The Charging Framework

The Australian Government Charging Framework (the Charging Framework) builds on the 2014 Cost Recovery Guidelines. It encourages a common approach to planning, implementing and reviewing government charging, which should lead to improved and consistent government charging. The Framework supports the Australian Government’s role in delivering quality public programmes to Australian citizens, communities and the economy more broadly, by assisting to improve programme funding decisions.

Charging for government activities can:

  • promote equity, whereby the recipients who create the need for a government activity, rather than the general public, bear its costs
  • influence demand for government activities
  • improve the efficiency, productivity and responsiveness of government activities and accountability for those activities
  • increase cost consciousness for all stakeholders by raising awareness of how much a government activity costs.

For each charging activity, government entities should consider:

  • whether policy approval is required from the Australian Government, noting that it is necessary for all regulatory charging and may be required for other material or sensitive charging activities 
  • what statutory authority is required, which is a requirement for regulatory charging activities
  • whether there is a need to align expenses and revenue, which is a requirement for regulatory charging activities
  • maintaining appropriate up-to-date records, including the level of publicly available documentation and reporting.

The Charging Framework is a policy of the Australian Government, under the Public Governance, Performance and Accountability Act 2013, Section 21 states:

‘The accountable authority of a non-corporate Commonwealth entity must govern the entity in accordance with paragraph 15(1)(a) in a way that is not inconsistent with the policies of the Australian Government.’

Note: Paragraph 15(1)(a) is about promoting the proper use and management of public resources for which the accountable authority is responsible.

Applying the Charging Framework would ensure that the accountable authority is meeting this requirement.

Charging Policy Statement

Charging decisions are made by the Australian Government. Based on the type of activity, policy outcomes sought and relevant public interest considerations, the Government may decide to charge for an activity, taking into account the Government's charging policy statement, below.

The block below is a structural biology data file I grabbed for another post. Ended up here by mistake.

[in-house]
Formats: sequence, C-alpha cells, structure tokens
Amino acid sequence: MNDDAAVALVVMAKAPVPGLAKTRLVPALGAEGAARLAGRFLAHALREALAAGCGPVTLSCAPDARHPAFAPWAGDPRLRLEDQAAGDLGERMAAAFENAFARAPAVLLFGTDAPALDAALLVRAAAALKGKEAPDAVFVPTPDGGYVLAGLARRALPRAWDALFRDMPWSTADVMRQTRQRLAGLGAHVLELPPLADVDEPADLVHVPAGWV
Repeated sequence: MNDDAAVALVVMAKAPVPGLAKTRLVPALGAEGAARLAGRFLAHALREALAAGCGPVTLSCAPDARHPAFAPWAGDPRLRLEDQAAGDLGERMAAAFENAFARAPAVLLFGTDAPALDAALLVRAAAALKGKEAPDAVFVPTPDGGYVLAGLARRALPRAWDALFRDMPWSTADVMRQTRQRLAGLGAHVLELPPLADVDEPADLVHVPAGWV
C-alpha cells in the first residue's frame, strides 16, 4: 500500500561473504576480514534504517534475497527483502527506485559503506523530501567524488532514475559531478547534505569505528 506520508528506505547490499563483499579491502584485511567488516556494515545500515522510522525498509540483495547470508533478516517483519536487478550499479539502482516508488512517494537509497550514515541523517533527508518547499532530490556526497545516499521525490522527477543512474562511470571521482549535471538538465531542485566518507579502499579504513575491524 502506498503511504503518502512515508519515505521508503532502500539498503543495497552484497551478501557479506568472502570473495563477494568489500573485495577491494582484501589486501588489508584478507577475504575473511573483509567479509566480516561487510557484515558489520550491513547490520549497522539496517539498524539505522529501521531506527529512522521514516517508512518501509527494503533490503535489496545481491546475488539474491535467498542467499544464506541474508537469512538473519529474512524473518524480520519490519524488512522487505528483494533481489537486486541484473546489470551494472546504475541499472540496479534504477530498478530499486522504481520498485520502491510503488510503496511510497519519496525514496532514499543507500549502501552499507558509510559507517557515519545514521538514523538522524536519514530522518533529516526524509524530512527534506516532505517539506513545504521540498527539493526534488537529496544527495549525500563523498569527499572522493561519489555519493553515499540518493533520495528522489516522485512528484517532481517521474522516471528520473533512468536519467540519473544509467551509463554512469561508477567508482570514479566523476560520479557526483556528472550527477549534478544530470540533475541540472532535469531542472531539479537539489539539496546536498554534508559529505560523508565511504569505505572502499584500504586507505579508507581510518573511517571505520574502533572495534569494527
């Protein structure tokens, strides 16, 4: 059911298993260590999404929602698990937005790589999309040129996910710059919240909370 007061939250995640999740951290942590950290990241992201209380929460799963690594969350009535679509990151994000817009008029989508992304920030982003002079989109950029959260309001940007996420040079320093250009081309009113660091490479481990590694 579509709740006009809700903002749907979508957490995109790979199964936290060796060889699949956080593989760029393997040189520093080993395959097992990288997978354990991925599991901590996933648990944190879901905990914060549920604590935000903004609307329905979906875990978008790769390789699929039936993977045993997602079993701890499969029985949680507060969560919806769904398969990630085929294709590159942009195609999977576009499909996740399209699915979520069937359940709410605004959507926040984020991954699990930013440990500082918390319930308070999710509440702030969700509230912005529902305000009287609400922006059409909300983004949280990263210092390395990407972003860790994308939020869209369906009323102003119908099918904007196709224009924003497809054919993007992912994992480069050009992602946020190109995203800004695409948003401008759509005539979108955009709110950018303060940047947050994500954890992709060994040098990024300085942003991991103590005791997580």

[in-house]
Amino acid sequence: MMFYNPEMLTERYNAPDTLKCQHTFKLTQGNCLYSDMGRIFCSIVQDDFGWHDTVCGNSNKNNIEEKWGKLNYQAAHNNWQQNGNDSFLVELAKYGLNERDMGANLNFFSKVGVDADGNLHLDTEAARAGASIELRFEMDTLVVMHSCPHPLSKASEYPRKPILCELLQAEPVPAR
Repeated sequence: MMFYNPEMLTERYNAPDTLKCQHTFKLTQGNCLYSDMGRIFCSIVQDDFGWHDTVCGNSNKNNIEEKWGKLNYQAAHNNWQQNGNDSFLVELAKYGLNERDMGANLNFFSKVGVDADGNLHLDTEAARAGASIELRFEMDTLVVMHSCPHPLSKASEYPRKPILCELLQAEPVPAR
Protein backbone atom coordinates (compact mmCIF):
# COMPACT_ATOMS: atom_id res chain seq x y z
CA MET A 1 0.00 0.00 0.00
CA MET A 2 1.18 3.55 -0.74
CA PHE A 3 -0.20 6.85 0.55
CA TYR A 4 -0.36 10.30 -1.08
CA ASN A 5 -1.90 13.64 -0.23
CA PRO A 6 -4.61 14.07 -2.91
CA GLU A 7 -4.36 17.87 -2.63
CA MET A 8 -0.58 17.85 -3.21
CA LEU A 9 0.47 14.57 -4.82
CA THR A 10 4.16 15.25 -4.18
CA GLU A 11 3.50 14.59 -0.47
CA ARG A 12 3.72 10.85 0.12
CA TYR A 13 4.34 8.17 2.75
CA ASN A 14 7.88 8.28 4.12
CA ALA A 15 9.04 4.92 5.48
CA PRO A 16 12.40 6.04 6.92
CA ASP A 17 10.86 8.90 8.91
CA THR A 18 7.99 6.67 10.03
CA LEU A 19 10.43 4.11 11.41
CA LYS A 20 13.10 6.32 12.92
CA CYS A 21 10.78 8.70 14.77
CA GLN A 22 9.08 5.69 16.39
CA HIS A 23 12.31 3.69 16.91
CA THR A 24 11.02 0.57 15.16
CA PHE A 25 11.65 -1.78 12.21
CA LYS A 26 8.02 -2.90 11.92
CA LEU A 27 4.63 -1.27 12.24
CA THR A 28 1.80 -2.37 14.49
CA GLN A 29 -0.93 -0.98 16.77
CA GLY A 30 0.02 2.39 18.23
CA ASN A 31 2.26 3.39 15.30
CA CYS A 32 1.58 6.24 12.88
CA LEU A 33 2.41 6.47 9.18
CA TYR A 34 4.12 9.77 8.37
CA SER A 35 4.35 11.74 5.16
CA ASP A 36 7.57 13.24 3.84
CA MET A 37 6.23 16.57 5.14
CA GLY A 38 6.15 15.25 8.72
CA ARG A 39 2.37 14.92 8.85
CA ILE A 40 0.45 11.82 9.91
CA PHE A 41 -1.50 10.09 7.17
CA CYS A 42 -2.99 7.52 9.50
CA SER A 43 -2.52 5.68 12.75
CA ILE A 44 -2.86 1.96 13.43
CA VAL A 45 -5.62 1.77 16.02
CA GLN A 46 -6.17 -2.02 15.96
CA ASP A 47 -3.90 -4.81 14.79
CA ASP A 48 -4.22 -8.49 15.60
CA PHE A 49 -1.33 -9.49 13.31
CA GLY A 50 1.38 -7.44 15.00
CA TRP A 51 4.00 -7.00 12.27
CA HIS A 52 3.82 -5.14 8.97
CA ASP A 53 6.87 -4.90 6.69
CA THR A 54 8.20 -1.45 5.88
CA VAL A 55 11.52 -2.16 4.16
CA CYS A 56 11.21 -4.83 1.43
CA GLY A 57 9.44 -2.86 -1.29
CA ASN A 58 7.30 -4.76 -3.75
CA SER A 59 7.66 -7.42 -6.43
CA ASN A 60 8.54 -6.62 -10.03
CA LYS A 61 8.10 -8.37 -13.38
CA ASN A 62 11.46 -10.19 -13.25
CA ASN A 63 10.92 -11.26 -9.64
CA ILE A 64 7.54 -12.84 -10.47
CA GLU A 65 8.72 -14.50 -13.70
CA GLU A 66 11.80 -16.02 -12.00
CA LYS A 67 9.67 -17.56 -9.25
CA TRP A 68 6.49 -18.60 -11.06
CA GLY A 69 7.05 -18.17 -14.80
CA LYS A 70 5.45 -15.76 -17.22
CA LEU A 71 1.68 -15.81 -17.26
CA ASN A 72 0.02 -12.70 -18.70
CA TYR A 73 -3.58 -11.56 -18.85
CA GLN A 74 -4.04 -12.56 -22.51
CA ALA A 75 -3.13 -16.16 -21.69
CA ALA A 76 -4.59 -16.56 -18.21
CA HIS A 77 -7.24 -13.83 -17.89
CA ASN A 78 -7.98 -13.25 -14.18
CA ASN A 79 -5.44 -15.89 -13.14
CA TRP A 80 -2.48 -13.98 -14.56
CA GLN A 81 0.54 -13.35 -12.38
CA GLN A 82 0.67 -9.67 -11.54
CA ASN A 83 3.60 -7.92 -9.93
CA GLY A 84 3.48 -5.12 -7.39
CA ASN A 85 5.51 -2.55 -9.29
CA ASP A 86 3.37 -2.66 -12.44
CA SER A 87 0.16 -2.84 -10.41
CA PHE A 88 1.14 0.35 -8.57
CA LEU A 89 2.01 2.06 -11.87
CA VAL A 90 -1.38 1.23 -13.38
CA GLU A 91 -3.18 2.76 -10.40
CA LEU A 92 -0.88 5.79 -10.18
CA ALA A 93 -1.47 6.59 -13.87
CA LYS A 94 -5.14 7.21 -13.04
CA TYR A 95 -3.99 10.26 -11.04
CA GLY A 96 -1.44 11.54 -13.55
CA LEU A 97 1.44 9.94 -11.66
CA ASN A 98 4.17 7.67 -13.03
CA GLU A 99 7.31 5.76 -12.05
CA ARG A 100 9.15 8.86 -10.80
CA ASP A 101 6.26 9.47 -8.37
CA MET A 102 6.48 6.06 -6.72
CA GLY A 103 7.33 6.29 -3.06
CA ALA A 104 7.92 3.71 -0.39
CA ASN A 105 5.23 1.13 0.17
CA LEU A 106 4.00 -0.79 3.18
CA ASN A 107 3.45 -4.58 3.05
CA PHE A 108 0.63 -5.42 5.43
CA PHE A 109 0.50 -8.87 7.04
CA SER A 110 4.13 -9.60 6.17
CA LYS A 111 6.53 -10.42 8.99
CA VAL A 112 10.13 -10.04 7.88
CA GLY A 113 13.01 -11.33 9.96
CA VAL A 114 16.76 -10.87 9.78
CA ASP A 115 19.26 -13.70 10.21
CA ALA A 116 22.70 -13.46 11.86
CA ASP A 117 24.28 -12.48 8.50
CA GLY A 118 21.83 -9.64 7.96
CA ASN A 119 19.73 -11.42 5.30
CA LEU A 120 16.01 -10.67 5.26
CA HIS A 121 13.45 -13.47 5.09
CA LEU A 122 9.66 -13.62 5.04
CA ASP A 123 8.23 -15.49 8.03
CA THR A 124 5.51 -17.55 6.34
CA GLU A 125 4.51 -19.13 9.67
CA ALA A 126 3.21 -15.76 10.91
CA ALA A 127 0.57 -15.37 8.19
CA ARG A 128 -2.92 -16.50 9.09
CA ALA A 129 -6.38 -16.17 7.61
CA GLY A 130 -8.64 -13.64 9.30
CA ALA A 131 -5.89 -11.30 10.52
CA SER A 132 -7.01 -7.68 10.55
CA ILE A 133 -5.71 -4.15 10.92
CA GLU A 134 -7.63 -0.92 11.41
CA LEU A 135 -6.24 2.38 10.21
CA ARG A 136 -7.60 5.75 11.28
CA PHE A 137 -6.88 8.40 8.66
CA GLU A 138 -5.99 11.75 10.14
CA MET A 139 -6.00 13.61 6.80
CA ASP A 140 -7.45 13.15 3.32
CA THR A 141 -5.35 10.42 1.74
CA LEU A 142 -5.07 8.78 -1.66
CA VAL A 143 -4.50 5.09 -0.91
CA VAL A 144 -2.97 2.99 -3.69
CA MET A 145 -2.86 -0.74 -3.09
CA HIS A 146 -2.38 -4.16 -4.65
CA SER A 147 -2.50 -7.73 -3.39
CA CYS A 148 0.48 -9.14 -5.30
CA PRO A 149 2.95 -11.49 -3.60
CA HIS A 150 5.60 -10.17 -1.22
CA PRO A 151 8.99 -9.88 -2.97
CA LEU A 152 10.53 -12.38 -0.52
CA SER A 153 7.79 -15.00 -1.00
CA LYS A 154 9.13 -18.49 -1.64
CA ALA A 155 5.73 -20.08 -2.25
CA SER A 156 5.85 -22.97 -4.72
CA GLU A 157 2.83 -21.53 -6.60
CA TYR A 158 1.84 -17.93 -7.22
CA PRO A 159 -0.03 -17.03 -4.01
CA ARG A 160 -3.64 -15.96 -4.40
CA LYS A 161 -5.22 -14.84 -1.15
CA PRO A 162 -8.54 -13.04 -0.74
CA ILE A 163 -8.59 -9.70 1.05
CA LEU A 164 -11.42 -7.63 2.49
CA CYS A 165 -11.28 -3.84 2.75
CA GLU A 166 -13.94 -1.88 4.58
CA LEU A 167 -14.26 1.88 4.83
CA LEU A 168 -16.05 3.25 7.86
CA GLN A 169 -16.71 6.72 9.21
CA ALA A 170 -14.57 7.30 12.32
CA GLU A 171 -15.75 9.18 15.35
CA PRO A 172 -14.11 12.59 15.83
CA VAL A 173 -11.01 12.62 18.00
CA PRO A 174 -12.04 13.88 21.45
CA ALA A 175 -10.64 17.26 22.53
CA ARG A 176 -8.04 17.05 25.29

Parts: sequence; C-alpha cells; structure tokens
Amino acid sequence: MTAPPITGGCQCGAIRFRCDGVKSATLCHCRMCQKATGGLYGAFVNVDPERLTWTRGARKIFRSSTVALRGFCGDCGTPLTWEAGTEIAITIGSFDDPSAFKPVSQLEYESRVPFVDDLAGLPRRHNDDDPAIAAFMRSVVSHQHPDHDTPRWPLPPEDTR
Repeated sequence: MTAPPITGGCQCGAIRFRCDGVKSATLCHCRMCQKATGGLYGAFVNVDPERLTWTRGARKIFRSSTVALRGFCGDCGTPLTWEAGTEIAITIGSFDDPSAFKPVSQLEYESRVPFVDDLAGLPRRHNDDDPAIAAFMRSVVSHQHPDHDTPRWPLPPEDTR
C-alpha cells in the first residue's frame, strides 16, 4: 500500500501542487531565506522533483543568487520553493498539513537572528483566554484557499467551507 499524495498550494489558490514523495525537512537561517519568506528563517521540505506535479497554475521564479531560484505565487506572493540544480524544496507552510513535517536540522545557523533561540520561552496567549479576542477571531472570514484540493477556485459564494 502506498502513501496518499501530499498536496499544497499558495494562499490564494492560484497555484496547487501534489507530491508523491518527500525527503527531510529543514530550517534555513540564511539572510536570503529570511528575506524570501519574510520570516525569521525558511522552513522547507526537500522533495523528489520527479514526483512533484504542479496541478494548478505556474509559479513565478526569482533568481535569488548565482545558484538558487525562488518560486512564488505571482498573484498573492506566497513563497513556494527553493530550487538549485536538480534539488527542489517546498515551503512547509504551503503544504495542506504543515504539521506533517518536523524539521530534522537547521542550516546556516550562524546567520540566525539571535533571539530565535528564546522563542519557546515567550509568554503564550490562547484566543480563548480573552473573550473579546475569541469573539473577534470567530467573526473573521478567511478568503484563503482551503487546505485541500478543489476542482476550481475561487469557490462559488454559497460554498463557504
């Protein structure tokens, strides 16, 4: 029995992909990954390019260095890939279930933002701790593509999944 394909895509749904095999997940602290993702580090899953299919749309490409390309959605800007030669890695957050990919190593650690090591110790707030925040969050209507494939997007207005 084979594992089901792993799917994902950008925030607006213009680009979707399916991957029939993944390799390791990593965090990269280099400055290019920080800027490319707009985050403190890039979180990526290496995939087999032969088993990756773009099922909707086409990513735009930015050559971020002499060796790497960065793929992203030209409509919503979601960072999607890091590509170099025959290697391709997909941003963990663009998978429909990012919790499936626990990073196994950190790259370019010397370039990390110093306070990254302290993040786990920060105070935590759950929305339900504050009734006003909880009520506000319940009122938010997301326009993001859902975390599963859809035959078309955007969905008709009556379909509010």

"Where specific demand for a government activity is created by identifiable individuals or groups, they should be charged for it unless the government has decided to fund that activity. Where it is appropriate for the Australian Government to participate in an activity, it should fully utilise and maintain public resources, through appropriate charging. The application of charging should not, however, adversely impact disadvantaged Australians."

Charging should only occur where it is cost effective and efficient.

Charging considerations

There are a number of considerations in determining whether it may be appropriate to charge for a government activity. These include:

  • broad policy considerations, such as the effect of charging on the policy problem and proposed solution, whether the government should be involved in the activity, and whether it is appropriate to charge for the activity (It might not be appropriate to charge for some activities, for example defence or national security activities)
  • specific considerations, such as whether charging is the most efficient and effective source of funding for an activity and, if so, use of an appropriate pricing model depending on the type of activity.

Charging principles

The principles guide all processes involved in charging for a government activity, from planning and design to review and evaluation. There are six charging principles:

  • transparency –making available key information about the activity, such as the authority to charge, charging rates, and, where relevant, the basis of the charges
  • efficiency –delivering activities at least cost, while achieving the policy objectives and meeting the legislative requirements of the Australian Government
  • performance – which relates to effectiveness, risk mitigation, sustainability and responsiveness.  Engagement with stakeholders is a key element of managing and achieving performance. Entities must regularly review and evaluate charges in consultation with stakeholders to assess their impact and whether they are contributing to government outcomes
  • equity – where specific demand for a government activity is created by identifiable individuals or groups they should be charged for it, unless the Government has decided to fund that activity.  Equity is also achieved through the Government’s social safety net, to ensure that vulnerable citizens are not further disadvantaged through the imposition of a charge
  • simplicity – whereby charges should be straightforward, practical, easy to understand and collect

policy consistency – charges must be consistent with Australian Government priorities and policies, including entity purpose and outcomes. Australian Government agreement may be required for the introduction of new charges and/or changes to charges.

 


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